Hungary recorded 2,032 new infections, pushing the total number of active cases to 35,653. There were 16,361 tests carried out over the past 24 hours, which is also a record. The rate of identified infections stands at 12.4% of all tests, well above the 5% threshold recommended by the World Health Organization. The relatively high rate indicates that the testing capacity of the Hungarian health care system is still insufficient.

Over the Past day, 46 patients have died, slightly below the daily record of 48. A total of 1,305 Hungarians have died since the outbreak of the pandemic.

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WARSAW, Poland — Poland has broken another record for recorded daily infections, with over 12,100 reported by the Health Ministry Thursday and almost 170 deaths, in the nation of 30 million.

The government is expected to extend Poland’s highly restrictive local red zones to cover the whole nation, in a move just short of a lockdown. Prime Minister Mateusz Morawiecki has suggested he would like all Poland to be in a red zone starting Saturday.

The regulation means, among other things, wearing masks in all open public spaces, a ban on ceremonies and wedding parties, limits on number of customers in shops and passengers on public transport, shorter restaurant hours and closed gyms and swimming pools.

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BERLIN — Germany’s disease control center is reporting a new daily record increase in coronavirus infections, which rocketed past the 10,000 mark for the first time as the pandemic continues to spread.

The Robert Koch Institute said Thursday that it had recorded 11,287 new cases over the past 24 hours, shattering the previous record figure of 7,830 daily infections set on Saturday.

The news comes the day after Health Minister Jens Spahn tested positive for COVID-19 himself.

He has been quarantined at home and told Bild newspaper that so far he’s just suffering from “cold-like symptoms.”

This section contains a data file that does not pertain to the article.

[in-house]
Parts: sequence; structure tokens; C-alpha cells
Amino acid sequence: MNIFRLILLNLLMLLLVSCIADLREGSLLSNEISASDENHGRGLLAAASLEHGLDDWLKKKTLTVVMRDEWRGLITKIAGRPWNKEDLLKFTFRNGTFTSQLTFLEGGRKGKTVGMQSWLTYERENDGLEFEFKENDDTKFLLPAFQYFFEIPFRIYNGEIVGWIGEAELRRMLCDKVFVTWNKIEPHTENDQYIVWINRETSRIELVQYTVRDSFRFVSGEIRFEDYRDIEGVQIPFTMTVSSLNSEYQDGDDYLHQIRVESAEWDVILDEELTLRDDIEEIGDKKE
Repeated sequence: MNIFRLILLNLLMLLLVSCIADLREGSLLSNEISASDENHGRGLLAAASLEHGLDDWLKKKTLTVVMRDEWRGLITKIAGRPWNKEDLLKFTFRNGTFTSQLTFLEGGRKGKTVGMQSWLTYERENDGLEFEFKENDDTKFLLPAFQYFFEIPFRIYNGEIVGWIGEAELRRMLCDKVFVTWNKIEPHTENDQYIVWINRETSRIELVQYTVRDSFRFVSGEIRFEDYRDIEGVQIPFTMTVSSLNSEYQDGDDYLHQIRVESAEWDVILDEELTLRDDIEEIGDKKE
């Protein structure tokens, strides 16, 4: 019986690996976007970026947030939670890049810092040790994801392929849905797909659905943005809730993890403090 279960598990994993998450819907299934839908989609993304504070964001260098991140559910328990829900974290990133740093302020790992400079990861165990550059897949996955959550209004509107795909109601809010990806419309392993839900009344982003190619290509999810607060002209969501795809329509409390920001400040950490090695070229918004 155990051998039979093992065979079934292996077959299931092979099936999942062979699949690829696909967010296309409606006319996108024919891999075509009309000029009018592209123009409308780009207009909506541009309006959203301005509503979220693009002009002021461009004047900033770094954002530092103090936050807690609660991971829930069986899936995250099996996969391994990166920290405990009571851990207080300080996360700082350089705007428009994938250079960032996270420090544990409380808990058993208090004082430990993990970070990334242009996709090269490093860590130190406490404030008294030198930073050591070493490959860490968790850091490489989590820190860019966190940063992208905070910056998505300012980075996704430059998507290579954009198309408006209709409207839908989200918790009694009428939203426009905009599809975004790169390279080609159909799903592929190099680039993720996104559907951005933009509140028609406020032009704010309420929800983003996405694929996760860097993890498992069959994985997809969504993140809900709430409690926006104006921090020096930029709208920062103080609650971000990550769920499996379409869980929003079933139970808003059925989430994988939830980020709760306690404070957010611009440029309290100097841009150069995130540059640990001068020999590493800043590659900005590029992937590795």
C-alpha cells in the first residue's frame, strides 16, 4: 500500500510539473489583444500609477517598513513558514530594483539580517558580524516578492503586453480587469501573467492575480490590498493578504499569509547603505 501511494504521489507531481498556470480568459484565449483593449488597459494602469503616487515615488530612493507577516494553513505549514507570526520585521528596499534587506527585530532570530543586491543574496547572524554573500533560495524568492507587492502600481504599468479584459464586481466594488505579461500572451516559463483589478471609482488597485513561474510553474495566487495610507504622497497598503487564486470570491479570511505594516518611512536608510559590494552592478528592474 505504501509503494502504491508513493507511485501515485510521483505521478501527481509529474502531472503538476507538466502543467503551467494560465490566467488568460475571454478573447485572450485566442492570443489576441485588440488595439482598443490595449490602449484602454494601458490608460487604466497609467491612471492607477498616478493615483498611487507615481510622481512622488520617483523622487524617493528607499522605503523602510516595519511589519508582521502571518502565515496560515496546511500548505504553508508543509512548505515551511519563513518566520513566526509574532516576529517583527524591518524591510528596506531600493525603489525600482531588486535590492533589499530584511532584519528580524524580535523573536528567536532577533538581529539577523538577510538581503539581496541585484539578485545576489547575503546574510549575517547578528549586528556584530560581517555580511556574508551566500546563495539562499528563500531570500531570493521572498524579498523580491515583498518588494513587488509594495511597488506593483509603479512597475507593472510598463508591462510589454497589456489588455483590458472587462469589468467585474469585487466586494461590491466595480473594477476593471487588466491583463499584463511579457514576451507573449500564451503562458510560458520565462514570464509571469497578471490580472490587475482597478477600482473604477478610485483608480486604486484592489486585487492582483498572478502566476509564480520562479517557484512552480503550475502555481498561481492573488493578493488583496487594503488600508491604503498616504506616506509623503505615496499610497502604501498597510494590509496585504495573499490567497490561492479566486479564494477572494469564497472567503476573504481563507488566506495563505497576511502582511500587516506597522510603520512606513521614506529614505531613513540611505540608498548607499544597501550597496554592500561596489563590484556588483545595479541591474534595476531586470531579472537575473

The government says Chancellor Angela Merkel’s Cabinet members have always followed distancing, hygiene and mask rules, so there is no reason for other ministers to quarantine.

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NEW DELHI — Indian authorities are worried elections in the third-largest state and a religious congregation could spread the coronavirus.

India added fewer than 60,000 new cases for a third day. The Health Ministry reported 55,839 new cases, taking the total past 7.7 million. The 702 deaths recorded in the past 24 hours brought its total fatalities to 116,616 on Thursday.

The Election Commission issued a warning after political campaigning drew large crowds without masks and social distancing in eastern Bihar state where voting for state elections is due to begin next week.

Bihar is India’s third largest state with a population of about 122 million people.

Health officials also are concerned about the potential spread during religious festivals. In West Bengal state, a court limited the size of congregations during the Hindu Durga Puja festival.

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COLOMBO, Sri Lanka — Authorities in Sri Lanka have closed the country’s main fish market and widened the curfew in many parts of the island nation following a surge of coronavirus infections related to a new cluster centered on a garment factory.

The government imposed a curfew Thursday in parts of Colombo and some areas outside the capital. Officials already isolated at least six villages elsewhere in the same province, where the new cluster was discovered early this month.

Authorities also suspended operations at Sri Lanka’s main fish market after 49 traders tested positive. Health workers are conducting tests on hundreds of other traders at the market on the outskirts of Colombo.

Schools and key public offices are also closed, public gatherings banned and restrictions imposed on public transport.

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MEXICO CITY — Mexican health officials estimated the country has risen above 1 million coronavirus cases, though the figure includes both confirmed infections as well as suspected cases.

Officials put the country’s apparent deaths from COVID-19 at 102,293, again including cases in which patients were not tested for the virus.

The Health Department says its pandemic caseload tally has reached 1,005,938. That includes people who have displayed symptoms of COVID-19 but were not given tests or whose samples could not be processed. Test-confirmed cases total 867,559.

The agency attributes 102,293 deaths to the pandemic, adding in deceased patients who weren’t tested but had symptoms judged to be caused by COVID-19. Test-confirmed deaths stand at 87,415.

Mexico has a low testing rate for the coronavirus.

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Copyright 2020 The Associated Press. All rights reserved. This material may not be published, broadcast, rewritten or redistributed.